Top export markets
The WineGB survey reported that wine is now shipped to 30 export markets, but highlighted that the top ten export market represents 92% of shipments.
“Although there are other markets outside this top ten which seem attractive, such as South Korea for example, the coming years will be more about identifying a handful of existing focus markets and maximising our exposure and success there,” explained Simon Thorpe.
“Gusbourne are now exporting to 23 international markets,” explained Duncan Brown. “We are selling wine to 14 countries in Europe including the Scandinavian monopolies, key markets in the EU such as Germany, and some outside such as Russia; we are even distributed in France – and the latest export country to add, Jordon in the Middle East,” he added.
“Hattingley are exporting to about 15 markets, with USA and Japan being the most important, along with the Scandinavian countries, who are taking significant amounts of wine – particularly Norway in the last 18 months. We export to Belgium and Switzerland, and also send small but regular volumes to Australia. We even export to Kazakhstan – just a couple of pallets a year – but they keep coming back for more!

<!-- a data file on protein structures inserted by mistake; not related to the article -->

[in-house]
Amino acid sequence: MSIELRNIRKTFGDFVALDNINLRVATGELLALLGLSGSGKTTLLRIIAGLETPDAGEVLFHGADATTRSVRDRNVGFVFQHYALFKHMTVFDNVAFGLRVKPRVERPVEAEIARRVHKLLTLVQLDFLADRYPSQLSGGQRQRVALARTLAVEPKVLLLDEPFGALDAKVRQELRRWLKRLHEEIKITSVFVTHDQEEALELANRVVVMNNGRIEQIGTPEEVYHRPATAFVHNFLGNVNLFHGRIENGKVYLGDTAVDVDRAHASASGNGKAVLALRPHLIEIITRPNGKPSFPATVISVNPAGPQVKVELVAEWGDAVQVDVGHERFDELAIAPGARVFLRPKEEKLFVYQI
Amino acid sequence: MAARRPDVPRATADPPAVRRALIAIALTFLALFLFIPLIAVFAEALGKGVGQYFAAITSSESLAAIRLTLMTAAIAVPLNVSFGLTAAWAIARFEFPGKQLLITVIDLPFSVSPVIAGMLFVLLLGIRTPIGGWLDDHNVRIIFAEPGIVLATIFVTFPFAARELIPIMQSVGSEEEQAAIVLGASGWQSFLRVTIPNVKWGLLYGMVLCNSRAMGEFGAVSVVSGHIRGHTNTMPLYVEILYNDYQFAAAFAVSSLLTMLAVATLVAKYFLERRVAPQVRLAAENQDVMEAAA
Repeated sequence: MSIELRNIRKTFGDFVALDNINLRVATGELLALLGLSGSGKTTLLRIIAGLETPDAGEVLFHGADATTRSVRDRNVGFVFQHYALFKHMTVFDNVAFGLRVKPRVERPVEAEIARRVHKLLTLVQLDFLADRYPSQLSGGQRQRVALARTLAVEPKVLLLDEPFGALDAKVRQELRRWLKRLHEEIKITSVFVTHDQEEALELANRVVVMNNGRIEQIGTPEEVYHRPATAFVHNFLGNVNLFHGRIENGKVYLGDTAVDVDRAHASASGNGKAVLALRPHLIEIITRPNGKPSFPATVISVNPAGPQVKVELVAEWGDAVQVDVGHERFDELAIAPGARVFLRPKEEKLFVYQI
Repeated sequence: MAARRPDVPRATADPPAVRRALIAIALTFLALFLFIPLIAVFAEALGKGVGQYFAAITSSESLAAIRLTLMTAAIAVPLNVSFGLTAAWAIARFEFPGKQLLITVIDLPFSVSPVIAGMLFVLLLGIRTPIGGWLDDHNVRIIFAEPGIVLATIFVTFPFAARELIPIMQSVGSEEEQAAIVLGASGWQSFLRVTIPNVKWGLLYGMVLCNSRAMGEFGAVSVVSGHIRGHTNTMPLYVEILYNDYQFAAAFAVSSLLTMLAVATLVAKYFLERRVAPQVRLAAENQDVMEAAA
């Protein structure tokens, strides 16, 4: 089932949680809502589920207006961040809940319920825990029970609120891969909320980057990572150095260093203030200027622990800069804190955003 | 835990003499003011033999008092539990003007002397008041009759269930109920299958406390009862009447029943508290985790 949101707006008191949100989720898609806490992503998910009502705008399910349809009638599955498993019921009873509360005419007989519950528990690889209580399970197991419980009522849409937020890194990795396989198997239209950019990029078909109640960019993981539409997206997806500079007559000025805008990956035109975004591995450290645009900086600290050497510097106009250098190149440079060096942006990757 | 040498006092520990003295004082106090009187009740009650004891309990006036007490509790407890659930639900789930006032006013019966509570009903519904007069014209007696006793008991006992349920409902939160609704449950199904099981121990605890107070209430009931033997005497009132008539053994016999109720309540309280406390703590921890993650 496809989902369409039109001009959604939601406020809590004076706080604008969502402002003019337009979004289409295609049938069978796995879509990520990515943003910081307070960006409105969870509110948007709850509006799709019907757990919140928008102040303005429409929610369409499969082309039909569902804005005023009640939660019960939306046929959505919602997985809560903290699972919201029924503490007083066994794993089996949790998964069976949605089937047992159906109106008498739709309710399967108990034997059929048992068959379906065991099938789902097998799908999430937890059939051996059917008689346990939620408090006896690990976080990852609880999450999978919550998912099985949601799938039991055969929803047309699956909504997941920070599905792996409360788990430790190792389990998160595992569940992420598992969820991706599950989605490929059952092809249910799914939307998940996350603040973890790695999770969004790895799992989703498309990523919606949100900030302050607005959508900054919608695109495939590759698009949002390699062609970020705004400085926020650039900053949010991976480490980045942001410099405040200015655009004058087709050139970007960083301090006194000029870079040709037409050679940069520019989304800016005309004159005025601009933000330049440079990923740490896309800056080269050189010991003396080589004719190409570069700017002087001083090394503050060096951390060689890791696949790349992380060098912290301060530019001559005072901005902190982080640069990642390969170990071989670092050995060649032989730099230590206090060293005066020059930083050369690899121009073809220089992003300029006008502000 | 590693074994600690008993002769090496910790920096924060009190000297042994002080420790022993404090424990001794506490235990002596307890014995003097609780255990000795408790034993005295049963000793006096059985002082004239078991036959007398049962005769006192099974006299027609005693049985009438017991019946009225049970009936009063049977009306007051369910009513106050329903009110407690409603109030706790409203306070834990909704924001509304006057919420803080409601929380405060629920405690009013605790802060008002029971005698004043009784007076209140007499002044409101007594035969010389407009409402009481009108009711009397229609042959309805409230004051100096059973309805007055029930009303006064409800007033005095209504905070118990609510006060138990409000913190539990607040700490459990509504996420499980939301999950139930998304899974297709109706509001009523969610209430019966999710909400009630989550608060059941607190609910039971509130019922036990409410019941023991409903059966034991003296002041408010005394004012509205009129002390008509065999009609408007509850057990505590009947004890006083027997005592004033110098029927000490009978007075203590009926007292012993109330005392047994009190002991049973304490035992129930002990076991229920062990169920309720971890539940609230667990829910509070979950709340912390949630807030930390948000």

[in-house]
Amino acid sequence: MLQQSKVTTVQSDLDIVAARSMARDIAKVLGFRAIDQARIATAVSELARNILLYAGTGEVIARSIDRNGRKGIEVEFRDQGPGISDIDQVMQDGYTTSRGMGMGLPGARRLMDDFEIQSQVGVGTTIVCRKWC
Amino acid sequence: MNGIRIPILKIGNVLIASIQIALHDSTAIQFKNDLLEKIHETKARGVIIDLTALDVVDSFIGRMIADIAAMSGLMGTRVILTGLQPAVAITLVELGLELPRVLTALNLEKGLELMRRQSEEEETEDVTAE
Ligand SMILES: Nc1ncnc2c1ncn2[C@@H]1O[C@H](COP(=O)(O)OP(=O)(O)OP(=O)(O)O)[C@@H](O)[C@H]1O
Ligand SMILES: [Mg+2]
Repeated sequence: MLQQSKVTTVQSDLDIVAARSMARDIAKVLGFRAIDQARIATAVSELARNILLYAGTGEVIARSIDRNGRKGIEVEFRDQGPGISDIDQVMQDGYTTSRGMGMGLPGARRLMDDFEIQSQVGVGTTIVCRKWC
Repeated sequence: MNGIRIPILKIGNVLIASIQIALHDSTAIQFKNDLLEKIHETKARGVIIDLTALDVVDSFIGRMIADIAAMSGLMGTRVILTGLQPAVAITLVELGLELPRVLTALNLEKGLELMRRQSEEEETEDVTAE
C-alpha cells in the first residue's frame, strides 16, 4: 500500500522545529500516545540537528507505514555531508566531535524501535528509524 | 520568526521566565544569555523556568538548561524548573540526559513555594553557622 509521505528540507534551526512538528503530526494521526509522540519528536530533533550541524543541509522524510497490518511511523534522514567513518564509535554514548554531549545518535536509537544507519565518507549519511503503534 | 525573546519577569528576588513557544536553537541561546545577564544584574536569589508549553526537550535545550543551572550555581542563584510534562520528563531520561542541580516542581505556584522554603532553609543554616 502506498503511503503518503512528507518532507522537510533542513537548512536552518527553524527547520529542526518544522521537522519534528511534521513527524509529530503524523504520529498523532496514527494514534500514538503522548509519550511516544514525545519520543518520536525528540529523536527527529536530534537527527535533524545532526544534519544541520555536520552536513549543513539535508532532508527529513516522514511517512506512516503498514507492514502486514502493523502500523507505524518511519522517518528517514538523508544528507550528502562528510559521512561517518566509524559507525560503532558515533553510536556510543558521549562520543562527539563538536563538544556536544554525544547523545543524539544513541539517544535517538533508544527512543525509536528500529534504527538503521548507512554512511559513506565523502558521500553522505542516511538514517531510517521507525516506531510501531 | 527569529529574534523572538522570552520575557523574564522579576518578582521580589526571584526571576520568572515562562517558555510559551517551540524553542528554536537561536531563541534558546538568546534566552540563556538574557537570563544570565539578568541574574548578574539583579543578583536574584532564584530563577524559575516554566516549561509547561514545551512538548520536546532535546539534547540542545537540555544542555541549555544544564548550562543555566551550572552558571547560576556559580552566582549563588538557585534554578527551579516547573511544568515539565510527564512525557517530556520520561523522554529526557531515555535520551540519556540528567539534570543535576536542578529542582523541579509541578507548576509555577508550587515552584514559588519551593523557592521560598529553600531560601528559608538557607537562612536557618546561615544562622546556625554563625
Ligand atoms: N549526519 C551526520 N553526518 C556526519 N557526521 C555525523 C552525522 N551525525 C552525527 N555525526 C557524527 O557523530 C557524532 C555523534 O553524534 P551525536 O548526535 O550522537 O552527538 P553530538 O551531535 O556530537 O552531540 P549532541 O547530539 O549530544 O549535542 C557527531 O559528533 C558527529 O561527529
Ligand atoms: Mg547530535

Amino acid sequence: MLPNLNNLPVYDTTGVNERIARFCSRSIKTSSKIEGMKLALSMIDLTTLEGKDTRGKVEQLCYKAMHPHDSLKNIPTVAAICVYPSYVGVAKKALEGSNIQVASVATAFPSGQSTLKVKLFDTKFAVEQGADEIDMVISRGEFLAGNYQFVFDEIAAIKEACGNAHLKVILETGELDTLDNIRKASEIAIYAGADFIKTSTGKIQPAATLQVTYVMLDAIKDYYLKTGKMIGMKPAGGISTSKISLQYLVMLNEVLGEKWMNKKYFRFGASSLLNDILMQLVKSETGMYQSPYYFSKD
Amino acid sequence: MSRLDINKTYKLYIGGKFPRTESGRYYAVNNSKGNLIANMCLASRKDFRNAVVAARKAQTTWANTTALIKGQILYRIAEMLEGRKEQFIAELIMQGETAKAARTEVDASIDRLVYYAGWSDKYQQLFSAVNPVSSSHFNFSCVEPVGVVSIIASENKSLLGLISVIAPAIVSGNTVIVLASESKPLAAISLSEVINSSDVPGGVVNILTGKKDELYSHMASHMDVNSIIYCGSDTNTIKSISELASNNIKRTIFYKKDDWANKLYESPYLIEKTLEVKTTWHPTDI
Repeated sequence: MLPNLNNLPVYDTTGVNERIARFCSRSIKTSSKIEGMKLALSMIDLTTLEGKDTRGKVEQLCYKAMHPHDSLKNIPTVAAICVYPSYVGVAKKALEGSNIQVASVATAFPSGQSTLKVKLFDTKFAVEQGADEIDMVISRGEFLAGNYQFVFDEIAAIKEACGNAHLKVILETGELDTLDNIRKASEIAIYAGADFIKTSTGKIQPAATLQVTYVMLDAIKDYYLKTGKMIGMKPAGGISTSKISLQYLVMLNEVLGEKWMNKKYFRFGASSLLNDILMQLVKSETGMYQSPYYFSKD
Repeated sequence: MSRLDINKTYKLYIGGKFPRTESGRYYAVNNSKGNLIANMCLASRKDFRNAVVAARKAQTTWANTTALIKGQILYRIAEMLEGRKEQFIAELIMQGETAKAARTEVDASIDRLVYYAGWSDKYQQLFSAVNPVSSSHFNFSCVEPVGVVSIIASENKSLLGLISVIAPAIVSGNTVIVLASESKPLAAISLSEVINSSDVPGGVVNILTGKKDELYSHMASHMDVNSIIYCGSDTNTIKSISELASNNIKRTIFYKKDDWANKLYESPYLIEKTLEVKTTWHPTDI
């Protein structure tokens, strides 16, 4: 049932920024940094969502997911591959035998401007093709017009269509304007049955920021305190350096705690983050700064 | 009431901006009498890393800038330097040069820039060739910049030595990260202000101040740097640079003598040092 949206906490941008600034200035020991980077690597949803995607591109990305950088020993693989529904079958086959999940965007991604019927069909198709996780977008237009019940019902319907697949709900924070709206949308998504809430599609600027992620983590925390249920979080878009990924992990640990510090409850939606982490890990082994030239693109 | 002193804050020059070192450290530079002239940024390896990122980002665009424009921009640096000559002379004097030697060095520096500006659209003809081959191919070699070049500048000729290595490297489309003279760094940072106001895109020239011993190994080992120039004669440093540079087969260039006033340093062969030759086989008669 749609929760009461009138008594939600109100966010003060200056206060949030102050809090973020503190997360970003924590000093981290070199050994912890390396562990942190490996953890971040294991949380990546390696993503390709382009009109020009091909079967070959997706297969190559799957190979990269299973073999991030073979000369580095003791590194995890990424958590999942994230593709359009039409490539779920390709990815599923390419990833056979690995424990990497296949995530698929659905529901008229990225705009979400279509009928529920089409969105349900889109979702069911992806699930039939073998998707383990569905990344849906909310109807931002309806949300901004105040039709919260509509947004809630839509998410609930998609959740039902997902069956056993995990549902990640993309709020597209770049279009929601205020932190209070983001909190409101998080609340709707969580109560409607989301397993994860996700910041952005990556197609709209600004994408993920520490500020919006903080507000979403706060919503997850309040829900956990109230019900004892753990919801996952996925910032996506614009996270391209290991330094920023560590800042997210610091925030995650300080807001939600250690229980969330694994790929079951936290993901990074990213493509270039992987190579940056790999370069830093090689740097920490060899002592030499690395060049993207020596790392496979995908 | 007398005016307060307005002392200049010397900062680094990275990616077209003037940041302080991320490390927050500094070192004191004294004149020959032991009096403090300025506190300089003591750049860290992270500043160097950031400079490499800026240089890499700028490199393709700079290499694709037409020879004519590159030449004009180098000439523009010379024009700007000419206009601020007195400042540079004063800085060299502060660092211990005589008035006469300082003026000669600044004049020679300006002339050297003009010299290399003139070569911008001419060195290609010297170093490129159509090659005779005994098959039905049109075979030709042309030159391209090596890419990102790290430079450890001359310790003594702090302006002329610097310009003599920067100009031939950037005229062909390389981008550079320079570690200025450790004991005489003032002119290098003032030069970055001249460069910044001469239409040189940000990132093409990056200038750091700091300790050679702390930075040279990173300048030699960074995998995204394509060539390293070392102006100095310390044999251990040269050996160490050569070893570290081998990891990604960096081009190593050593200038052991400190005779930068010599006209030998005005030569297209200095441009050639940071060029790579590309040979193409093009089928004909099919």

WineGB export strategy
“As export is one of WineGB’s five strategic pillars, an Export Project Manager, will soon be appointed,” commented Simon Thorpe. “Their role will be to articulate a detailed export strategy, outlining focus markets, the key activities required to explore those markets, as well as building market expertise among members. Export growth is best achieved in a collaborative way, so crucially we will build a community of exporting wineries who will join forces in the coming years so that we can develop our focus markets in a cohesive and category-focused manner. WineGB will coordinate activity, organise our presence at international wine shows, welcome overseas buyers and commentators and showcase best practice,” he added.
The new Project Manager will work with the existing WineGB export working group, comprising of representatives from vineyards and wineries with export knowledge and experience. “Gusbourne have worked with WineGB right from the start – and the export working group are a collaborative bunch. We are always open to discussions, information sharing, helping each other and working together,” commented Duncan Brown. “Simon Thorpe is now chairing the export working group. Brandon Barnham, Export Sales for Ridgeview is leading on the Americas markets, with Adam Williams, Sales Director at Hush Heath looking after Asia and myself overseeing the European markets,” added Duncan.
Toolkits and top tips
WineGB has a dedicated page within its website supporting members with a step-by-step guide to exports from how to plan for exporting and researching the best markets, to legal and label requirements, incoterms, insurance and finance. There are specific guides for the more prominent export countries as well as informative webinars and podcasts.
Simon Robinson’s top tips for export are: “Don’t be scared – there are plenty of people to help and finding the right importer is key.”